You’ve probably seen it before, maybe in a movie or TV show with a scene in an American diner. The waitress walks up to a patron with a steaming mug of black coffee. “Want a refill, hon?”
America loves filtered coffee. Everywhere you go – from hotels, diners, restaurants, offices and everywhere in-between – coffee is served in filters. Starbucks, naturally, has a fresh pot of whatever’s going that day.
But why is filtered coffee so popular in the US of A and not so popular in other cultures, such as Italy or even Australia?
And why do we tend to look down at filtered coffee, placing barista-prepared beverages at the top of the pack?
It’s not so much that Americans love filtered coffee as it’s just, well…everywhere. Placing coffee in a filter and preparing a pot is cheap. Which is exactly why it’s become so ubiquitous – a cup of coffee prepared in the most least expensive method possible is always going to be the most accessible. You might not have $5 for a cappuccino, but scrounging up 50 cents? That’s a different story.
Which is exactly why filtered coffee is everywhere. Diners, offices, hotels – you can’t go far without finding it. If you’re exposed to something often enough, it’s easy enough to like it. Or at least, put up with it until you become addicted to the coffee.
But that’s where the assumptions should stop. Filtered coffee isn’t terrible just because it’s made in a filter. A lot of factors contribute to a good cup of filtered coffee – so what are they?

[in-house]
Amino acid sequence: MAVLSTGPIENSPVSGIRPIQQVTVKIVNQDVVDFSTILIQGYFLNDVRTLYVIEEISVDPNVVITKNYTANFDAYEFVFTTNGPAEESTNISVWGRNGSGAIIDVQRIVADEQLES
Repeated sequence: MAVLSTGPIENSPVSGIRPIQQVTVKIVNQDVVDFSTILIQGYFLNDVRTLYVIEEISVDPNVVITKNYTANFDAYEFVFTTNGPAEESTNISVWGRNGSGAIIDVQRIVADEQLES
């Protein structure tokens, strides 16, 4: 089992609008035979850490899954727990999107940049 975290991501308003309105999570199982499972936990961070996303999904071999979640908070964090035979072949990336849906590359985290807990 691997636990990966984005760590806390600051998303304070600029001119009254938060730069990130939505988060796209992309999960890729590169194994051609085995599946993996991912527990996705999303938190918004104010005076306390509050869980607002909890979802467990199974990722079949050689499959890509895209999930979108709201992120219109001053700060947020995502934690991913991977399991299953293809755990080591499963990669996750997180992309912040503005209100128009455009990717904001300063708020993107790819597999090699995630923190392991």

Did you know that coffee beans need to be ground differently depending on the type of filter they’re in? If you’re using a paper filter, or a metal filter, the process differs – and even that difference can change how the water reacts to the beans.
And by the way, your choice of beans will naturally result in a better or worse brew – whether you’re using freshly ground beans or something instant out of a jar.
Quality of water
Using regular tap water? That’s probably why your filtered coffee sucks, especially in places like diners or office buildings. Some cafes use spring water for this reason. You need good, clean water in order to make a filtered coffee taste good.
A pot of coffee made through a filter should never sit more than an hour. (Looking at you, McDonald’s). If it’s sitting out for any longer, then you need to make a fresh pot.
A clean machine
It can’t be said enough. A clean machine makes better coffee than one mixed up with grit and grime. If you’re operating a filtered machine, then you need to make sure it’s nice and clean. Otherwise your brew will be tainted with the scorched grounds of cups gone by.
So the next time you see someone offering filtered brew, don’t turn up your nose. You might be turning down a fantastic cup of coffee.